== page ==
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Why does Distrowatch state that Red Hat is Fedora based and Fedora is independent when Fedora's history page indicates that's not the case? Am I misunderstanding, or is Distrowatch wrong?

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Your question assumes you know the answer and everybody else is wrong. First try to figure out what people mean by terms like "independent" and "based on", then the usage on distrowatch might make more sense. There is always the possibility of a mistake being made, but first understand the terminology yourself. –  Caleb May 28 '11 at 10:40
    
What exactly do you don't understand? Red Hat is based on Fedora and Fedora isn't based on any other distribution. –  Let_Me_Be May 28 '11 at 11:10
    
@LEt_Me_Be: did you read what had I posted?: fedoraproject.org/wiki/History –  LanceBaynes May 28 '11 at 11:35
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@LanceBaynes: It's not a typo, it's actually legitimate. Yes I read what you posted and yes I know the history. Having a history of connections is not what distrowatch means by being based on! See my answer. –  Caleb May 28 '11 at 11:40
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The word "based" in this regard references its current design. It is not in reference to its history. –  mvario May 28 '11 at 21:41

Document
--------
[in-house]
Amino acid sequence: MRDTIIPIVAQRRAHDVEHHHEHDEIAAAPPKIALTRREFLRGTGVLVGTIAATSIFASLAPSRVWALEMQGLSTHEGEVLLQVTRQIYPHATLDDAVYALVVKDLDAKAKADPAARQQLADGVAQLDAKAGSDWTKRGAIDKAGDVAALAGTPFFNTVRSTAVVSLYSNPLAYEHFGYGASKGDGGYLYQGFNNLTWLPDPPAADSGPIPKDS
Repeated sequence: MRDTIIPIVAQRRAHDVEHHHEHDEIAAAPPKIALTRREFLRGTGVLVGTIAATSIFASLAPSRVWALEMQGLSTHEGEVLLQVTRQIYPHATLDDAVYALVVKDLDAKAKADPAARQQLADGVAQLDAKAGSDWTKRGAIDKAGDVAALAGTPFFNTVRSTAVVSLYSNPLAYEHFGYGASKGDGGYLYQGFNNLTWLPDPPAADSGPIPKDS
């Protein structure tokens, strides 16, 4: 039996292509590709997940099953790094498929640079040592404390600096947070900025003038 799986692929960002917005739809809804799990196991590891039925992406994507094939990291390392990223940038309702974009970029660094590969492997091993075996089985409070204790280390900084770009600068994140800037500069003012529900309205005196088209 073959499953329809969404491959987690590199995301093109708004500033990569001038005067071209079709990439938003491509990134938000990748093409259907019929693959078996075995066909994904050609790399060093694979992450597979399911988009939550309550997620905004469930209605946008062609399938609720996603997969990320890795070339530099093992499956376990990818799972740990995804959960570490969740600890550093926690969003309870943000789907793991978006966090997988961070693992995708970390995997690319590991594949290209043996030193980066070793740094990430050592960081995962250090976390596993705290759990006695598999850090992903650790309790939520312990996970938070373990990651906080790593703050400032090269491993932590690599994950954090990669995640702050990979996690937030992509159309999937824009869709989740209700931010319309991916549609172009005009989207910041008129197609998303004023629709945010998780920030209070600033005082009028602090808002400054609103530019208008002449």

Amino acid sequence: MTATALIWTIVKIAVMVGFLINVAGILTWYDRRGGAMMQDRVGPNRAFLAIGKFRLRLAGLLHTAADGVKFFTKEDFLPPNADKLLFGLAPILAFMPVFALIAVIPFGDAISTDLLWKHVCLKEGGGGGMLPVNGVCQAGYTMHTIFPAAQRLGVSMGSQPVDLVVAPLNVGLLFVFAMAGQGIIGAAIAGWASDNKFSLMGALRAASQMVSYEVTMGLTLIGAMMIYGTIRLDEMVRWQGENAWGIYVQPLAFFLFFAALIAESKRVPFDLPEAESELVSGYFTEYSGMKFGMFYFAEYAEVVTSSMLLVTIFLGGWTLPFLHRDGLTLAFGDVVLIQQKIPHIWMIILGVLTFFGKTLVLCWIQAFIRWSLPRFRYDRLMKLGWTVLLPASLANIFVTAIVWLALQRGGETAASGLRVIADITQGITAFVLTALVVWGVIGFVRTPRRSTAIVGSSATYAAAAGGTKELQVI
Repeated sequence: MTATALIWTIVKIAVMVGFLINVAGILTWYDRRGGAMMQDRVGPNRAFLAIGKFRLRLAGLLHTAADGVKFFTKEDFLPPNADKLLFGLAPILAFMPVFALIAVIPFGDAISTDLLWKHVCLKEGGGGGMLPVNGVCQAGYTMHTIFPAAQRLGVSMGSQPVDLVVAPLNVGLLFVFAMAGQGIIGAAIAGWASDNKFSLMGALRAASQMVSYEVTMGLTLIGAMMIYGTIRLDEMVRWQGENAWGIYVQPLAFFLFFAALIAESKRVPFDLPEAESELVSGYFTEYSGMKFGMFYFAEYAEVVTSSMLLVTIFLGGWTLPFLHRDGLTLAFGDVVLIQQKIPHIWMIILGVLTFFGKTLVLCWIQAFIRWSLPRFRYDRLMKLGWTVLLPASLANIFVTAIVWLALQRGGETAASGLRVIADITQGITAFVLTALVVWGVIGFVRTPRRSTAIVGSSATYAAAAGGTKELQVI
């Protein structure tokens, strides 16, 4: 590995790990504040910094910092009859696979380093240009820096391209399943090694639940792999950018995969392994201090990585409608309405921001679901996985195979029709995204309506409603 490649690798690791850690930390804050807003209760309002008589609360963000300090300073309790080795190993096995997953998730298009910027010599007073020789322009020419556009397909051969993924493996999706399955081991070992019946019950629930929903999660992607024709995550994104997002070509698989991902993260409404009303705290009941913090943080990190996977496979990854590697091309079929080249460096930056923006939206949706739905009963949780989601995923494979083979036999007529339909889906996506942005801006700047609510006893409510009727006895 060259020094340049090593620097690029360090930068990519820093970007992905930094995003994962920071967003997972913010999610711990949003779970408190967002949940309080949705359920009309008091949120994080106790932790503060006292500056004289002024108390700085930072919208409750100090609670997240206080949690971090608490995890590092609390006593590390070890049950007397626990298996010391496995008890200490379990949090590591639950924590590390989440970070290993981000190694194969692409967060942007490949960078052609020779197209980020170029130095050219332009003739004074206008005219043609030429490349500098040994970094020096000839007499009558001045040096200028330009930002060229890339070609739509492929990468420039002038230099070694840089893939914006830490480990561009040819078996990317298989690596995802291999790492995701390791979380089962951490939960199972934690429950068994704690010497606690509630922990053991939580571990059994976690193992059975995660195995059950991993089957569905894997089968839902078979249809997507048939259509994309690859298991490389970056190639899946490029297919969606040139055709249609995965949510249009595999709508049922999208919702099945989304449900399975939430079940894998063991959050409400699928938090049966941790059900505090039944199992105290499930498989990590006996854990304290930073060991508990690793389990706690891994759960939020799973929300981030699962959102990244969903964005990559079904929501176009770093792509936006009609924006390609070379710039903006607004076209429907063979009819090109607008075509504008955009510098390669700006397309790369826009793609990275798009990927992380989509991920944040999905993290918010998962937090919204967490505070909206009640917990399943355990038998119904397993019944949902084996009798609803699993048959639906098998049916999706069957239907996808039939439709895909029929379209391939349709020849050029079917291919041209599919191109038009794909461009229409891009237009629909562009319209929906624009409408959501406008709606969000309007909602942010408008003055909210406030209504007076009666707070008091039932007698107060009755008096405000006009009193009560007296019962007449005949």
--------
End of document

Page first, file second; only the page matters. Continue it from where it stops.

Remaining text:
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These statements are not contradictory, both of them are true. You are either mixing up the names of distros or the definition of the terms involved.

You are probably mixing up RH with RHEL. The old days of RedHat and the current lineup of Fedora and Redhat Enterprise Linux are very different.

RedHat Enterprise Linux is basically a professionally rehashed version of Fedora with a support contract. CentOS is basically a RHEL copy-cat without the support contract offering.

Fedora is independent of any other current distribution. In fact it is one of the leading independent distros. Independent means that it's development is a free-standing operation. Dependent or in Distrowatch's language "based on" distros are ones that are only modifications of other distros and are reliant on the other distros work to continue to move forward.

An example of a dependent distro would be CentOS, which relies on repackaging stuff from RHEL. RHEL in turn relies on the development work done on Fedora in order to continue. Mint relies on Ubuntu's development process and just layers on their own changes.

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+1 ... made sense and I learnt a bit... –  Thomas Jul 23 '11 at 7:50
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